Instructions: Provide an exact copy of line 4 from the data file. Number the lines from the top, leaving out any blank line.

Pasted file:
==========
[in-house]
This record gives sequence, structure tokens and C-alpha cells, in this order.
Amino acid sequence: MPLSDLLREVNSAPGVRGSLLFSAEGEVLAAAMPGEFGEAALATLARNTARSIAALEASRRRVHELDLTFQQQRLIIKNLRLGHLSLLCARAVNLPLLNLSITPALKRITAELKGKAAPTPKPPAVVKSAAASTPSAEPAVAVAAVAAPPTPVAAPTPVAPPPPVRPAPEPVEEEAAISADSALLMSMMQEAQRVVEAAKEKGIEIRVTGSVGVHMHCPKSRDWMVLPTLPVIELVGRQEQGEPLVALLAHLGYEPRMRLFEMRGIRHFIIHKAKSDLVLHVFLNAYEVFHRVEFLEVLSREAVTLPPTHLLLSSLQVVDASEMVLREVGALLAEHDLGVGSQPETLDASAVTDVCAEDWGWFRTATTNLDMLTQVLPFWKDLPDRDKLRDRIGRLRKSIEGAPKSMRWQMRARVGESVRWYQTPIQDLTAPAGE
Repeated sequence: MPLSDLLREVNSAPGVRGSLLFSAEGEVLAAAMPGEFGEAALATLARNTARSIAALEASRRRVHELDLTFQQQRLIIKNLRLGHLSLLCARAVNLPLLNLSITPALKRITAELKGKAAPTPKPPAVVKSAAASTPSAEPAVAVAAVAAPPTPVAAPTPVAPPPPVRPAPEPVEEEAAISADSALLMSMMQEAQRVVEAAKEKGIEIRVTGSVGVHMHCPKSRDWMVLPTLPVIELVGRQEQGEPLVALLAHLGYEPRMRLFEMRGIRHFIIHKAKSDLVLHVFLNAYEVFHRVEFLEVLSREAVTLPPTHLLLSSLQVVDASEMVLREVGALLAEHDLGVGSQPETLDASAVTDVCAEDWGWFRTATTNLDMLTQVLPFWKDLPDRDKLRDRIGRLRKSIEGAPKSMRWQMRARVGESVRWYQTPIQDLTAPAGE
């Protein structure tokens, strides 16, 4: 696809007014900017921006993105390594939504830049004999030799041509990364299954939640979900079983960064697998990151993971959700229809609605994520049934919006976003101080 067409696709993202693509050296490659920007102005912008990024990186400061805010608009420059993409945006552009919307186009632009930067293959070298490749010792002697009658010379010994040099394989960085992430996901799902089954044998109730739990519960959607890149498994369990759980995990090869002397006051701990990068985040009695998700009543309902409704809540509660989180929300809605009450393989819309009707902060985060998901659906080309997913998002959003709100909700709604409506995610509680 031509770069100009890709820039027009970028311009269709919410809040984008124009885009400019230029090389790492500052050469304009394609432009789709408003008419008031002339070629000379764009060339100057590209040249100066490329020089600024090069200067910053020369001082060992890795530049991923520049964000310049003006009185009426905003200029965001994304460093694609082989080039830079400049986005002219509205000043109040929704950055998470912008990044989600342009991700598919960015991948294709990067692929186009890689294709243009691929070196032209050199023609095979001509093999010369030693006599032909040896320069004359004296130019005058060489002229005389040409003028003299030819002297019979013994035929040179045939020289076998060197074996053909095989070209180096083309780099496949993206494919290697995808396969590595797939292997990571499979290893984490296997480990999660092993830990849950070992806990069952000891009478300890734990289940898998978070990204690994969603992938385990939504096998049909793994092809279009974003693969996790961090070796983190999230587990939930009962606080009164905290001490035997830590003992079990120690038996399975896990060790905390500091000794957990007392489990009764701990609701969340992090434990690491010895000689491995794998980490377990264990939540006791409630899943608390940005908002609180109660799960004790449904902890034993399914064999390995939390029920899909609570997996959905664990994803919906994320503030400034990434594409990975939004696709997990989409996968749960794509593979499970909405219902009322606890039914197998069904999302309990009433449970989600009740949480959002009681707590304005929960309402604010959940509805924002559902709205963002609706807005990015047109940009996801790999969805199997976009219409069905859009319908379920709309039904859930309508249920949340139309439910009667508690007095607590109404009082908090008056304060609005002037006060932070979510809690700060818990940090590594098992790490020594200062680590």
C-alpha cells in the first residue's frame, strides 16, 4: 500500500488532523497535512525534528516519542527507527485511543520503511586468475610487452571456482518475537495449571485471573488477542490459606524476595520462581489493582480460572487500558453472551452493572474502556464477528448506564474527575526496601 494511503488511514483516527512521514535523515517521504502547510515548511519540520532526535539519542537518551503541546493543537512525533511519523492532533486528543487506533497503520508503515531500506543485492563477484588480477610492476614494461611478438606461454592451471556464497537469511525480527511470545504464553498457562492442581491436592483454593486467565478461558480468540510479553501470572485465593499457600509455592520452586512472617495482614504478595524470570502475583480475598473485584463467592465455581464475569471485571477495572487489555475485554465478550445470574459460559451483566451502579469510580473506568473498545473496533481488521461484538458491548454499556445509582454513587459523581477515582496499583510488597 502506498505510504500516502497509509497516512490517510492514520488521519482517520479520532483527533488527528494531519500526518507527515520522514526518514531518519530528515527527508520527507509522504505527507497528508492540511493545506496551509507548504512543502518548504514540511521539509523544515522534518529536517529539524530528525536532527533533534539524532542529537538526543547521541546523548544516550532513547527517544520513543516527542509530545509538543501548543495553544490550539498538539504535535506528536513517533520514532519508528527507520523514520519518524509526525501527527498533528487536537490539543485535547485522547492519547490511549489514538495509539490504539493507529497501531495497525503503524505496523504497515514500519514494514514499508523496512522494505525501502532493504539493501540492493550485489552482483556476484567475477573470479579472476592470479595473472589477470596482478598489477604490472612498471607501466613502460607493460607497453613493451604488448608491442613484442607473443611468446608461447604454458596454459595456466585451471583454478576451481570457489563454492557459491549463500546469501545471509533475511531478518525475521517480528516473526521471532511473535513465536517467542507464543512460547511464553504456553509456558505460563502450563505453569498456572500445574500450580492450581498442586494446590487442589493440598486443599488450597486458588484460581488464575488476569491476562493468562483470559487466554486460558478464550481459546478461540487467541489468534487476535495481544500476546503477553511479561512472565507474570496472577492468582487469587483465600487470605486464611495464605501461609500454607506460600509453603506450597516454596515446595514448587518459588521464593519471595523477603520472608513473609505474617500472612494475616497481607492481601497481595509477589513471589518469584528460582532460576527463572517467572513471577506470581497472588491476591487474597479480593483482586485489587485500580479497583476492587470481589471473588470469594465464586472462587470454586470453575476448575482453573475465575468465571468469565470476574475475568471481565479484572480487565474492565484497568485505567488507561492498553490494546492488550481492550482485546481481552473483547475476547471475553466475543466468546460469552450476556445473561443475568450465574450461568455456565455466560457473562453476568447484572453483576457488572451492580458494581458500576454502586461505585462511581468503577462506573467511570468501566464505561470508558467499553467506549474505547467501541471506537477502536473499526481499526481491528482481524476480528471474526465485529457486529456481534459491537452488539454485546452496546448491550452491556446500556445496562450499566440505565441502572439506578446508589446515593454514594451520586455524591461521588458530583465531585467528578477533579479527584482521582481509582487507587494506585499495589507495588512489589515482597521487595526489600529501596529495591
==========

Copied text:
Repeated sequence: MPLSDLLREVNSAPGVRGSLLFSAEGEVLAAAMPGEFGEAALATLARNTARSIAALEASRRRVHELDLTFQQQRLIIKNLRLGHLSLLCARAVNLPLLNLSITPALKRITAELKGKAAPTPKPPAVVKSAAASTPSAEPAVAVAAVAAPPTPVAAPTPVAPPPPVRPAPEPVEEEAAISADSALLMSMMQEAQRVVEAAKEKGIEIRVTGSVGVHMHCPKSRDWMVLPTLPVIELVGRQEQGEPLVALLAHLGYEPRMRLFEMRGIRHFIIHKAKSDLVLHVFLNAYEVFHRVEFLEVLSREAVTLPPTHLLLSSLQVVDASEMVLREVGALLAEHDLGVGSQPETLDASAVTDVCAEDWGWFRTATTNLDMLTQVLPFWKDLPDRDKLRDRIGRLRKSIEGAPKSMRWQMRARVGESVRWYQTPIQDLTAPAGE